The Taj Mahal is often regarded as the most beautiful building in the world. So, of course I watched in horror as my digital camera slipped from my grasp and fell to the hard pavement while I was waiting in line to get in.
I picked it up quickly, inspecting it for signs of damage. It appeared okay, thank goodness. It’d be just my luck to fly halfway around the world and, in an instant of clumsiness, miss an opportunity to record this architectural gem I had dreamed about visiting for so long.
A 12-year-old boy who had approached me earlier while I was walking to my hotel advised me to take advantage of the complementary shoe covers – the marble is slippery, and shoes are not allowed without covers in or near the mosque. He also warned me of hawkers and scammers. I appreciated his input, but noticed some of the hawking little models of the Taj appeared to be several years younger than he. Were they out of school, or is this their life in place of school?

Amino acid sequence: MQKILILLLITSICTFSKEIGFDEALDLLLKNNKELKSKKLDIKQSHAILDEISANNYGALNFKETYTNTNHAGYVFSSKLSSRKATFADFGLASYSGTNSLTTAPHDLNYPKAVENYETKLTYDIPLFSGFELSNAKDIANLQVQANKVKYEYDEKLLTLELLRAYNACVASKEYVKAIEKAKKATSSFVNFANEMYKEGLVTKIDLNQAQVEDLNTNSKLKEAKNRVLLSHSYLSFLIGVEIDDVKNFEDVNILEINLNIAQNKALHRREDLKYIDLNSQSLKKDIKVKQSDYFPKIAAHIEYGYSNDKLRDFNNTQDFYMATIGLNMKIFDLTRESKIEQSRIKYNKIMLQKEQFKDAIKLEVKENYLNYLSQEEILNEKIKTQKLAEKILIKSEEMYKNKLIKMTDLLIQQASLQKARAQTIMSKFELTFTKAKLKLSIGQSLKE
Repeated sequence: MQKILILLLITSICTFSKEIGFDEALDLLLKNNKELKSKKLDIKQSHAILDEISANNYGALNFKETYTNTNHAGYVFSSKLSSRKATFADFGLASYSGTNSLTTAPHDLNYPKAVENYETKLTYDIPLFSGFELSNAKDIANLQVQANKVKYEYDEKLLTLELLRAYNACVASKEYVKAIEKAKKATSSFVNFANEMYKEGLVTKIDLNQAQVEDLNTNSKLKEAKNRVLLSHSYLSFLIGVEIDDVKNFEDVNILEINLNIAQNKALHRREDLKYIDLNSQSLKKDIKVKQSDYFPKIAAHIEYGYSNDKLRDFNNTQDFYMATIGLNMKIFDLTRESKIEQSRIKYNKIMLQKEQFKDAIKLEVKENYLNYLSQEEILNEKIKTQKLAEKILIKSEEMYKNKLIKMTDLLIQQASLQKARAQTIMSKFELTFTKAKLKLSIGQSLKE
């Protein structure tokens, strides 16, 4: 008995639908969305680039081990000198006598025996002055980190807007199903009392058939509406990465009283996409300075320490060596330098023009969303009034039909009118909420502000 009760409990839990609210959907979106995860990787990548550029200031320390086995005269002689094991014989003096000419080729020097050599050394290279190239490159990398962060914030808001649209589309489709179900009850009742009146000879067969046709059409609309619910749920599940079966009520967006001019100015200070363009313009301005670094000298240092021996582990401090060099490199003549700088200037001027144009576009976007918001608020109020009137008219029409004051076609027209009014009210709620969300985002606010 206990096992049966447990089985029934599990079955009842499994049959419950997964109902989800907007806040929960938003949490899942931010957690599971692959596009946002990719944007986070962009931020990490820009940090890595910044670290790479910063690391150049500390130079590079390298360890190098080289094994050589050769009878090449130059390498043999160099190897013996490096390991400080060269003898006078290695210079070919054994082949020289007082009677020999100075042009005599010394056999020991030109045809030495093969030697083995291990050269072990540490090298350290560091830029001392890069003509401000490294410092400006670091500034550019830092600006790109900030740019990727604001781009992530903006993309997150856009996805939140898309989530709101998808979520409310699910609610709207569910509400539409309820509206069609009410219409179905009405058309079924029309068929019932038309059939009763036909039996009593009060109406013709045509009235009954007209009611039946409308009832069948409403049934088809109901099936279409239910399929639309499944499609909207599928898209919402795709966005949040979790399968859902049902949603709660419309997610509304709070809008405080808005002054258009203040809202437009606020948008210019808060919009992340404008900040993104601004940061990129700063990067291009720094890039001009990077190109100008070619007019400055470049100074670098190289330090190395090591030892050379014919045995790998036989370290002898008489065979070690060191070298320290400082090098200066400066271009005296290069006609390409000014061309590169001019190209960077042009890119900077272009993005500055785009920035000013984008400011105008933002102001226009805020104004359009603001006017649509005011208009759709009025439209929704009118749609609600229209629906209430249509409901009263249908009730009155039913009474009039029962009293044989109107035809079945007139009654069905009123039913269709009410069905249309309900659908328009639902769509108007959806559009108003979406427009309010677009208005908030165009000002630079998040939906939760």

It was early in the morning and the Taj was bathed in mist, adding to its allure. As the mist burned off, I took pictures of the beautiful marble structure from various angles. It looked completely fresh and different to me in a variety of shades of light. When the sunlight emerged, the magnificence of the Taj was clearest. There was a sense of unreality about being there in person that I had never experienced before – not when I saw the Grand Canyon or the White House or other iconic places I’d also long anticipated.
I hired a boatman to take me across the Yamuna River while I took shots of the Taj with its reflection on the river. On the other side of the river, I experienced my first camel ride. How many visitors view the Taj from the back of a camel?
Shah Jahan was by most accounts an incredibly ruthless, jealous man who had his brothers executed and, according to legend, many of those responsible for the construction of the Taj blinded. How could such a man be responsible for this utterly magnificent structure? Ah, the contradictions of life.